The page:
I spent 38 years deeply entrenched in that religion. They’re not about to drink any Kool-Aid, in spite of what their actions may sometimes indicate. I see this as nothing more than another ploy to keep people unstable and afraid. A lot has happened in the last 100 years of that organization, except for the one thing millions of people have lived, and died, for: Armageddon. After more than 10 decades of promising that “Armageddon is just around the corner,” if the JW leaders didn’t find a new tactic for threat and rescue they would start losing credibility.

I have to say, it’s a pretty good scheme. Twenty years ago, I would have been eating this stuff up. It would be so exciting to imagine my flight to some wilderness as the world fell apart and billions died at the hand of God. But I know that religion, and I know those people. I would be willing to bet you money that many of them have already initiated their flight. Just as in 1975 when many of them quit school and sold their assets in hopes of the imminent arrival of Armageddon, I am sure many are repeating those same horrible mistakes. The Ebola outbreak; the riots; the extreme weather–some serious bridges are being burned right about now, all in the name of faith.

Keep your eyes open. You might see some houses go on the market in hopes of a quick sale. If you are in the janitorial field, you might be able to pick up some new accounts as JW’s flee the western world to live in caves and bomb shelters. The most positive aspect of all this? If they are in hiding, at least they’re not knocking on our doors.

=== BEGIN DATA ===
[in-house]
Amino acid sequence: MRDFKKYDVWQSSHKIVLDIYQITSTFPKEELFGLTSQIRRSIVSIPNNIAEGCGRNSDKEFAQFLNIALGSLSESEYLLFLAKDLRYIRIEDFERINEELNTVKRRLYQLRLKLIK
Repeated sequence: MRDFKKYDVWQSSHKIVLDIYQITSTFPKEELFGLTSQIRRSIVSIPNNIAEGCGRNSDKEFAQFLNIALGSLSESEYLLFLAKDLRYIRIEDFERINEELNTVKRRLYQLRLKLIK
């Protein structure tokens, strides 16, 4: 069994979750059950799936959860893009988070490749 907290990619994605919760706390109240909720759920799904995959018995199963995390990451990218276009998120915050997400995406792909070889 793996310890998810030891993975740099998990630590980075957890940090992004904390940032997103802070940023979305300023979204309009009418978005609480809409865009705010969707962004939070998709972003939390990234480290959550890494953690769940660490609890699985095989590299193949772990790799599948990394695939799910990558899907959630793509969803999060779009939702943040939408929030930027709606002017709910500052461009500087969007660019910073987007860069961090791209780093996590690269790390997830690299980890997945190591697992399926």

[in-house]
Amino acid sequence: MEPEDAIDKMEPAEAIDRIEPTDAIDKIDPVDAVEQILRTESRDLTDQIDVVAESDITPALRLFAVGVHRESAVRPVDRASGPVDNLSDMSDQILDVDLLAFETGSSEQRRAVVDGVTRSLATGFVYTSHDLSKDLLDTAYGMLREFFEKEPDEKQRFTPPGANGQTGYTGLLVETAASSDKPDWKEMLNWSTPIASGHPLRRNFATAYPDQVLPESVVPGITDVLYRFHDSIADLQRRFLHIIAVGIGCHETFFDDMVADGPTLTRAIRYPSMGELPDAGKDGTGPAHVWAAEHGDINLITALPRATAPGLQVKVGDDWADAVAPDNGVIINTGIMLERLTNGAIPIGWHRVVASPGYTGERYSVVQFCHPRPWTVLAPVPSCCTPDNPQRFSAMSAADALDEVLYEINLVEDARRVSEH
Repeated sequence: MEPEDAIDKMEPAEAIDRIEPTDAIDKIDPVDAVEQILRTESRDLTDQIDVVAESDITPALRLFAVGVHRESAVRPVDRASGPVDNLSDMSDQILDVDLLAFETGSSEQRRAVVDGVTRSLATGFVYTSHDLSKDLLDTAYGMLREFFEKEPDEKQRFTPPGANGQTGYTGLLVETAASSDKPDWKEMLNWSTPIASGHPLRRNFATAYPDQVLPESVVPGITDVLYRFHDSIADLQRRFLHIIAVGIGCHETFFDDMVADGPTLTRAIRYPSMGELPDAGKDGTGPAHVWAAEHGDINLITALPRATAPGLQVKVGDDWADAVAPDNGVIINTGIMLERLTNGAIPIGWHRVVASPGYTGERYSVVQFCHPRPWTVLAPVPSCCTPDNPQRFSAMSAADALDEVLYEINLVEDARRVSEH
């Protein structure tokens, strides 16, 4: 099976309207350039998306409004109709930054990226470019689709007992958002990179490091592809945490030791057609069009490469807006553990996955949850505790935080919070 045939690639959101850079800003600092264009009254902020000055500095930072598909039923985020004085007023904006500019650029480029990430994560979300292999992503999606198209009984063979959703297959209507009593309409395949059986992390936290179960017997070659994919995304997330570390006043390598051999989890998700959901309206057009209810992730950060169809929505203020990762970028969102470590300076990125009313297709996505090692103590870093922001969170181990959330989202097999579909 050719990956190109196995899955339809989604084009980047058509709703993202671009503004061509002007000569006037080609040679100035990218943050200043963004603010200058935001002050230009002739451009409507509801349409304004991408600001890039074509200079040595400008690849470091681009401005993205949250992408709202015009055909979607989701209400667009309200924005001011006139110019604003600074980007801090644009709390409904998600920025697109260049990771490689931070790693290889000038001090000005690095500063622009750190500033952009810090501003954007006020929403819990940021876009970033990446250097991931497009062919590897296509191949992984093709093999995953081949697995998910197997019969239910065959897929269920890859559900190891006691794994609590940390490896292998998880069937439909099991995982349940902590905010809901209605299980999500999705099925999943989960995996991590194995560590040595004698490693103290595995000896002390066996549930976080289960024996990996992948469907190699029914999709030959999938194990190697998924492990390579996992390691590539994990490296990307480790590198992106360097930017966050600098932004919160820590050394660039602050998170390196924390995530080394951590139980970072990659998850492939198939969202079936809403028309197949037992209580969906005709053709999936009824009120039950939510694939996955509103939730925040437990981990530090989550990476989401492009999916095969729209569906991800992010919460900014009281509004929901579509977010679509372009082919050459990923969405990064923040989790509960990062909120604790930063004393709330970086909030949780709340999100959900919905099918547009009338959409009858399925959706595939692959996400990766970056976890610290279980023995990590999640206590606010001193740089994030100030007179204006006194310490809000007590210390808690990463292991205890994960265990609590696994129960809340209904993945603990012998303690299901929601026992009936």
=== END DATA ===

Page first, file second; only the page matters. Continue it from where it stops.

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Fear Promotes Ignorance

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Shortly after I stopped being one of Jehovah’s Witnesses, I was introduced to an amazing tool that has been invaluable to me on this journey–The Tarot. In the three years since I started learning Tarot, I have been amazed how it depicts the ups-n-downs of life, the major life lessons, and the paths that bring us greater success. Its wisdom is incredible and it never ceases to amaze me.

I have traced my entire life’s journey with Tarot and predicted challenging times, including the sale of our house, the death of my husband’s mother, and the breaking of my leg last year. It’s the most valuable tool I possess.